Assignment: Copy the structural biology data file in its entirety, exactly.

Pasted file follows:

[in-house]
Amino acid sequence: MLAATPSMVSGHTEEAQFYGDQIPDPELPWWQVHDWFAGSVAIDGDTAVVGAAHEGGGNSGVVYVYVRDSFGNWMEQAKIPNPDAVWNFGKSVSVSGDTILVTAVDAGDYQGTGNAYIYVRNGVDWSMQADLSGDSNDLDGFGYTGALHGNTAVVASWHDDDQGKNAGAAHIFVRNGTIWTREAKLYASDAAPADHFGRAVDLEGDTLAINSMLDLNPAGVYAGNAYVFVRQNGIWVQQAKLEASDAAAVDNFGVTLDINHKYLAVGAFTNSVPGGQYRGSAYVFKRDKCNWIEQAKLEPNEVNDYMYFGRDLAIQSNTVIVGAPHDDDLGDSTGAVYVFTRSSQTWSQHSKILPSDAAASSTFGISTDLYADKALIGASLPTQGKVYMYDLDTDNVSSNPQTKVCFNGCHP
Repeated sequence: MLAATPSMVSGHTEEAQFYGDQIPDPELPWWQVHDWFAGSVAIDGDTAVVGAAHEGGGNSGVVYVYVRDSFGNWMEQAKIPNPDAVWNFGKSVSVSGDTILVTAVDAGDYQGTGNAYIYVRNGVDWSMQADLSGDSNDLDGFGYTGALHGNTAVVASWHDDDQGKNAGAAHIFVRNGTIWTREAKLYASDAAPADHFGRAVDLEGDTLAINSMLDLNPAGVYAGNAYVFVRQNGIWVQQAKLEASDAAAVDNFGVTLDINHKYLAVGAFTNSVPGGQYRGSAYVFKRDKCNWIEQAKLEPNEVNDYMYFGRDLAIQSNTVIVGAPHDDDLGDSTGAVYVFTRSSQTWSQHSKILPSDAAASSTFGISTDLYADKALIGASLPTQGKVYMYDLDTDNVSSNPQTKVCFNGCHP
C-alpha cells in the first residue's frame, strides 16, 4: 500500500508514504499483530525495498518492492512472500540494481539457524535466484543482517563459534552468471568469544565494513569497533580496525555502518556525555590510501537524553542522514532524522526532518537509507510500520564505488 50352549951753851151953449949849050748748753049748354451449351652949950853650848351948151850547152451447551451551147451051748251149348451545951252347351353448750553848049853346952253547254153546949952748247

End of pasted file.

[in-house]
Amino acid sequence: MLAATPSMVSGHTEEAQFYGDQIPDPELPWWQVHDWFAGSVAIDGDTAVVGAAHEGGGNSGVVYVYVRDSFGNWMEQAKIPNPDAVWNFGKSVSVSGDTILVTAVDAGDYQGTGNAYIYVRNGVDWSMQADLSGDSNDLDGFGYTGALHGNTAVVASWHDDDQGKNAGAAHIFVRNGTIWTREAKLYASDAAPADHFGRAVDLEGDTLAINSMLDLNPAGVYAGNAYVFVRQNGIWVQQAKLEASDAAAVDNFGVTLDINHKYLAVGAFTNSVPGGQYRGSAYVFKRDKCNWIEQAKLEPNEVNDYMYFGRDLAIQSNTVIVGAPHDDDLGDSTGAVYVFTRSSQTWSQHSKILPSDAAASSTFGISTDLYADKALIGASLPTQGKVYMYDLDTDNVSSNPQTKVCFNGCHP
Repeated sequence: MLAATPSMVSGHTEEAQFYGDQIPDPELPWWQVHDWFAGSVAIDGDTAVVGAAHEGGGNSGVVYVYVRDSFGNWMEQAKIPNPDAVWNFGKSVSVSGDTILVTAVDAGDYQGTGNAYIYVRNGVDWSMQADLSGDSNDLDGFGYTGALHGNTAVVASWHDDDQGKNAGAAHIFVRNGTIWTREAKLYASDAAPADHFGRAVDLEGDTLAINSMLDLNPAGVYAGNAYVFVRQNGIWVQQAKLEASDAAAVDNFGVTLDINHKYLAVGAFTNSVPGGQYRGSAYVFKRDKCNWIEQAKLEPNEVNDYMYFGRDLAIQSNTVIVGAPHDDDLGDSTGAVYVFTRSSQTWSQHSKILPSDAAASSTFGISTDLYADKALIGASLPTQGKVYMYDLDTDNVSSNPQTKVCFNGCHP
C-alpha cells in the first residue's frame, strides 16, 4: 500500500508514504499483530525495498518492492512472500540494481539457524535466484543482517563459534552468471568469544565494513569497533580496525555502518556525555590510501537524553542522514532524522526532518537509507510500520564505488 50352549951753851151953449949849050748748753049748354451449351652949950853650848351948151850547152451447551451551147451051748251149348451545951252347351353448750553848049853346952253547254153546949952748247